night of Robin’s rape, as she and Johnno discuss what happened. Two points of
significance: First, Johnno mentions that he has “something bad” to tell Robin
about that evening, though he doesn’t elaborate; and second, we see a deerhead
mounted on the dancehall wall during the prom flashback. Not only does the
image of a deerhead have prominence in the show’s gorgeous opening credits, but
similar taxidermied bucks adorn both Matt Mitcham’s home and Al’s office.
When Sarge approaches Robin at the local bar and fails to recognize her, he gives her this piggish come-on: “Have we fucked?” Robin breaks a beer glass in half and grinds the jagged end into Sarge’s torso, at which point Johnno intervenes, hauling her kicking and screaming out the bar. This sudden burst of passion — both disturbingly grizzly and admirably badass — gets Robin kicked off the Tui investigation the next morning.
Meanwhile, who is the person in the blue hoodie from Tui’s home videos? Robin catches a glimpse of the adolescent apparition while
jogging, but loses him. (I couldn’t help but be reminded during this
wonderfully ghostly sequence of Nicolas Roeg’s “Don’t Look Now” — the primary-colored
coat, the allusive nature and unknown identity of the person wearing it, the pursuer
being lead into a malovelent labyrinth of mystery.) The blue hoodie-wearer
turns out not to be a murderous dwarf but a local teen named Jamie (Luke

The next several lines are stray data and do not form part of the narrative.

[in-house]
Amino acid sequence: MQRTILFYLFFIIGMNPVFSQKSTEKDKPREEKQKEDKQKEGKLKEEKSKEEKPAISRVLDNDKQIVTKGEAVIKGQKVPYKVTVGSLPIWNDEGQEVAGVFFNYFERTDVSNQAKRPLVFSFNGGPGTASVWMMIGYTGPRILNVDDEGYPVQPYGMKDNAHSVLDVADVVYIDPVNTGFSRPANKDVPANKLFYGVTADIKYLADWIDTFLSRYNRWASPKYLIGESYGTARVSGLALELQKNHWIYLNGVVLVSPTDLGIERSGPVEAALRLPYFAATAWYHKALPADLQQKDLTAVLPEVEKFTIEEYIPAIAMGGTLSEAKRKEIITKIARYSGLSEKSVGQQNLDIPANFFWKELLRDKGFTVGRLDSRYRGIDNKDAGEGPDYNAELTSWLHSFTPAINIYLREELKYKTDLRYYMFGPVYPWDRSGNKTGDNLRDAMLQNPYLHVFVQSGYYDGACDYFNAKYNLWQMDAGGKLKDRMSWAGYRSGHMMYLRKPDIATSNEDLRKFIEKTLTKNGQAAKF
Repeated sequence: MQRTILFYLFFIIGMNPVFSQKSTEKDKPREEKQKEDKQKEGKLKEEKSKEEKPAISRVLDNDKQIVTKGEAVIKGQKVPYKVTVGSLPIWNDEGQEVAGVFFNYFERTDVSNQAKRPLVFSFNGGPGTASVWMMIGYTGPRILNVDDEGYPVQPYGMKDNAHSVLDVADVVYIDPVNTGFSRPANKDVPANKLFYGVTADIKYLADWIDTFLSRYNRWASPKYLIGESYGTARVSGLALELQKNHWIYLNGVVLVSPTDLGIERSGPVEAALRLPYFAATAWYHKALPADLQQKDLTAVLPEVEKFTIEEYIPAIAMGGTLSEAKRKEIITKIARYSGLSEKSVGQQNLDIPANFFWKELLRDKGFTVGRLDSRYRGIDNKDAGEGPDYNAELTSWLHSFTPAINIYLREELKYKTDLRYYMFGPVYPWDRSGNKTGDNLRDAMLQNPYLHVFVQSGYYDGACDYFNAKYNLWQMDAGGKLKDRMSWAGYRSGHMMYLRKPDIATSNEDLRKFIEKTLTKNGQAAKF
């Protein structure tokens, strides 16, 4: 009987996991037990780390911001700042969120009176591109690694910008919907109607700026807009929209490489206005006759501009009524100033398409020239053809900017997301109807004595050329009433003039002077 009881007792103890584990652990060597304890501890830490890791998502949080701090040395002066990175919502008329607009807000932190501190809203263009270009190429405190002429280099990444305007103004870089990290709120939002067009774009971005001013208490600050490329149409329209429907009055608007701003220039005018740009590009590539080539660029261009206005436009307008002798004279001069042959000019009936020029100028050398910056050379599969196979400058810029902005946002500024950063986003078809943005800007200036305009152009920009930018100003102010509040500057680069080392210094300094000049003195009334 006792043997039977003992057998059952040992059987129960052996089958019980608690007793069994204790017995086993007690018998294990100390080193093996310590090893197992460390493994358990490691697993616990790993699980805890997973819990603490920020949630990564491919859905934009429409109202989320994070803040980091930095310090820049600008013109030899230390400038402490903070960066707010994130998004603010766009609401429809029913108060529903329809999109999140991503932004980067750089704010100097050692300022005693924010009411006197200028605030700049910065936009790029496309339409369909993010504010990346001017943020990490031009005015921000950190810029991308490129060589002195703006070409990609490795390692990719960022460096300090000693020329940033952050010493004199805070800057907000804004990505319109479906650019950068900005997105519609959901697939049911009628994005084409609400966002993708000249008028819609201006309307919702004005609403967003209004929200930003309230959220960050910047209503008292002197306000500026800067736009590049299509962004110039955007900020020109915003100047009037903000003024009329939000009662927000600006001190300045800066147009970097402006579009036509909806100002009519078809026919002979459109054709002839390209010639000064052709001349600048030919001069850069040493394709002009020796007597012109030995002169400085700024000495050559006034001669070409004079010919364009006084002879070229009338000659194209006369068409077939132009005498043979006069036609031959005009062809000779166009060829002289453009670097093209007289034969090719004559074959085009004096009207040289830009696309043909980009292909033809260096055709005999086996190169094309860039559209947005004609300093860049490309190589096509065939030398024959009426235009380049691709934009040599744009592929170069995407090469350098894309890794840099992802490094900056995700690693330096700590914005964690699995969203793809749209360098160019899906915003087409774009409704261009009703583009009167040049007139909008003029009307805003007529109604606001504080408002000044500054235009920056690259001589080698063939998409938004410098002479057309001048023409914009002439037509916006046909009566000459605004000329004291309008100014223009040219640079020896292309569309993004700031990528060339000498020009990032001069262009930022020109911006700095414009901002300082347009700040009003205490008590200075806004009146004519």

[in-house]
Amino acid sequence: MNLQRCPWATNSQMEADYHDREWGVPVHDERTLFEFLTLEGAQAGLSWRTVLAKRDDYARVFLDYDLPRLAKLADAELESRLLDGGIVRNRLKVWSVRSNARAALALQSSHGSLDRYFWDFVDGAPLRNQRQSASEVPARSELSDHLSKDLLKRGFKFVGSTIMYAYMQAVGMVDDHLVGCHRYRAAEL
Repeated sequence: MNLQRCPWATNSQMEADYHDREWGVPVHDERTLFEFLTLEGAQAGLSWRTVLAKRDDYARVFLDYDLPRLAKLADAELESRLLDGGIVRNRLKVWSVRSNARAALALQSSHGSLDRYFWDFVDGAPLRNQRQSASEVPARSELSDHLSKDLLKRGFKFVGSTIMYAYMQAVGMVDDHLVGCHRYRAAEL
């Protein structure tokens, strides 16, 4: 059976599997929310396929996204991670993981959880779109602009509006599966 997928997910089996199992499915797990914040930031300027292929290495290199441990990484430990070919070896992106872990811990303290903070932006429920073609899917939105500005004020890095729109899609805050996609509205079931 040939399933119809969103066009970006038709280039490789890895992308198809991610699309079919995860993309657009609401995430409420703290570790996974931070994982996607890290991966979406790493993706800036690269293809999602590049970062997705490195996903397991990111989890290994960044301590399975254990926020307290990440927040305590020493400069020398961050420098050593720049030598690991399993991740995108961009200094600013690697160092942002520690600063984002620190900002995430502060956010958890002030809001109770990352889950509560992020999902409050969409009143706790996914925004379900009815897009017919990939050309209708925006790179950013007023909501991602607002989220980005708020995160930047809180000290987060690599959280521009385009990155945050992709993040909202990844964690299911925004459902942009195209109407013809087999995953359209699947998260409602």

Buchanan), a bone collector who’s taken an oath of silence against adults. When
Robin tries to interview him, he holds up a hand in response: One hand has “Yes”
written on it, while the other reads “No.”
When we look at Jamie’s silence in contrast with Robin’s
monologue about her rape, it becomes apparent that this episode is about
communication, and the strange intersection between personal stories and secrets. Robin
is suddenly verbally forthcoming about her past — and her spoken words are sharp,
stinging and devastating — while Tui’s disappearance is visually signified by one major yet brief written statement, “No one.” Similarly, Jamie’s
opacity on the subject is signaled by the “Yes” and “No” on his hands. The
secret of Tui’s disappearance isn’t yet ready to be revealed; it isn’t yet ready
to be spoken out in the open like Robin’s heartrending history.
Bits and pieces:
- Robin is contacted by pathologist Ian Fellows, who has been
following what he suspects is the Laketop police’s mishandling of three cases:
The “accidental” drowning of real estate agent Bob Platt (who we know was
killed by the Mitchams), the suspicious suicide of pedophile Wolfie Zanig, and
the death of a 13-year-old girl, April Stephens, who was apparently hit by a
car on Laketop Road. Traces of cocaine were found in her vagina during an
- Matt Mitcham’s self-loathing is exemplified in this episode
when he takes Anita back to Paradise after their extended date from last week’s
episode. He crashes his truck through the land’s gate, shockingly injuring
Anita in the process, and storms on to the commune, spitting at all the women
that they’re “unfuckable.” With Matt’s admission in last week’s episode that he
has impotency problems, it’s now made clear that Paradise represents much more
to him than just a trespass on his family’s land; for Matt, these middle-aged
women represent his sexual inabilities, his own increasing age and his troubled
past relationship with Tui’s mother.
- This episode is directed by Garth Davis, and co-written by
Jane Campion and Gerard Lee.